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How I love a slow-cooked tagine of chicken with preserved lemons and olives. I have always loved the earthy flavors a tagine lends to anything cooked within its confines. For those unfamiliar, a tagine is a clay cooking vessel with a dome-shaped lid used in Morocco for hundreds of years. Nothing spells terroir better than a tagine and fresh local produce, in my opinion.
Even though, today, a tagine refers to any kind of Moroccan stew whether cooked in a tagine or not—and whether on a charcoal brazier or a stovetop—the authentic method, still religiously observed by villagers throughout Morocco, remains unsurpassed. Because of the time constraints of modern life, my mother, as well as most people I know, cook their tagine on a stovetop. The rustic method is nowadays a treat reserved for holidays and other special occasions.
Whenever possible, I make time for a tagine slowly cooked on a brazier. The preparation of a tagine is simple—all it takes is a little bit of planning ahead. I place all the ingredients together in my tagine at 2 or 3 o’clock in the afternoon and let the flavors slowly develop while that wonderful piece of art and history called a tagine permeates its unique flavor to the food over a small open flame for several hours. It’s ready just in time for dinner. I usually make it on a Sunday afternoon, when I’m enjoying the comforts of home and taking care of routinely things such as laundry, repainting my nails, straightening my hair, waxing, and the sort. You could do the same while watching football or doing some bricolage (DIY work) around the house. You will have something to look forward to. I know I will.
The next best utensil to use—if you don’t own a tagine—is a Dutch oven, followed by the mighty popular Crock-Pot. If you decide to buy a tagine; I would like to congratulate you on making one of the wisest culinary decisions of your life. Amazon has some great ones—Emile Henry’s is my number one pick.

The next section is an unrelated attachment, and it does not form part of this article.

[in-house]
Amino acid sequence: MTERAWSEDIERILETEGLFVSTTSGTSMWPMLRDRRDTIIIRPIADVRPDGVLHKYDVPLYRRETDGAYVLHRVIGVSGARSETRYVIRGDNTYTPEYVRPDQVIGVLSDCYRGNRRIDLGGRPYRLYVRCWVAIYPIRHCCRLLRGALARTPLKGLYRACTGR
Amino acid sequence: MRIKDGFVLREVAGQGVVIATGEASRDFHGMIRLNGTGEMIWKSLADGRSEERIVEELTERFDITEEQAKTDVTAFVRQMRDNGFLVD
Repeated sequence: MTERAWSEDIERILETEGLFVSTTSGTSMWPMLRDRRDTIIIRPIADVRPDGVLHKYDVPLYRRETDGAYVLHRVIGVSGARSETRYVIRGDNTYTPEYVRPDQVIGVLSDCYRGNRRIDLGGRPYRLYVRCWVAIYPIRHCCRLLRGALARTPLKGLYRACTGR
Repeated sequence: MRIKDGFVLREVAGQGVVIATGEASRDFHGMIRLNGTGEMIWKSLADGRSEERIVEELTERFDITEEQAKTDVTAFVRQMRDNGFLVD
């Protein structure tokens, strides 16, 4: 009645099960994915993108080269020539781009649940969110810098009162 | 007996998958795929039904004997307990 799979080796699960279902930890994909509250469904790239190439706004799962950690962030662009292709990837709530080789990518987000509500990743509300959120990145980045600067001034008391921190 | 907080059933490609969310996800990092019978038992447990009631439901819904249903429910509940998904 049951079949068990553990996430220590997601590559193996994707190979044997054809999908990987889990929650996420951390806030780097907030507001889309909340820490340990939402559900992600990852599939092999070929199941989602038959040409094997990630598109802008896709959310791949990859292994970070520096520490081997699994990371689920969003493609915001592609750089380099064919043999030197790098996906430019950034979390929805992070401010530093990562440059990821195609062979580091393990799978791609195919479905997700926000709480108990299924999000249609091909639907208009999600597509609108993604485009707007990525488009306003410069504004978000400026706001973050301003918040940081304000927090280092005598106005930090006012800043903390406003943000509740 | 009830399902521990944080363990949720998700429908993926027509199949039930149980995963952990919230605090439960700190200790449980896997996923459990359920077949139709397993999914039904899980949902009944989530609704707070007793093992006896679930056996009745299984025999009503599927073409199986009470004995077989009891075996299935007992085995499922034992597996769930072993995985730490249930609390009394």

Chicken Tagine with Preserved Lemons and Olives Recipe
The cooking time for this recipe is based on cooking the chicken in a pot on the stove over medium heat. If using a tagine, cut your chicken into 4 to 6 pieces, lower the heat and cook for 3 to 4 hours.
4 to 6 servings
4 tablespoons olive oil
3 garlic cloves, minced
1/2 teaspoon salt
1/2 teaspoon ground pepper
3 pinches saffron
1/4 teaspoon turmeric
1 teaspoon ground ginger
1 whole large chicken (3 to 4 pounds), cut into 4 to 6 pieces
1 large sweet onion, diced
2 1/2 cups water
2 tablespoons melted butter
1 tablespoon chopped parsley
1 tablespoon chopped cilantro
1 cup pitted green or red olives
1/2 cup raisins (optional)
1 preserved lemon without pulp, cut into strips
In a large bowl, combine the olive oil, garlic, salt, pepper, saffron, turmeric, and ginger. Rub all sides of the chicken with the mixture. Pour the remaining mixture into a large pot, add the onions, and place the chicken on top. Simmer over medium heat, turning occasionally, 12 to 15 minutes. Add the water and cook, covered, 45 to 50 minutes, turning the chicken halfway through the cooking.
Preheat the oven to 400 degrees Fahrenheit. Remove the chicken from the cooking pot and place it on a cookie sheet. Brush the chicken with melted butter and bake until golden brown, 8 to 12 minutes.
Continue cooking the sauce. Add the parsley, cilantro, olives, raisins, and preserved lemons and let cook until the sauce is reduced and thickened, 10 to 12 minutes.
Garnish the chicken with olives, preserved lemons, and sauce. Serve hot.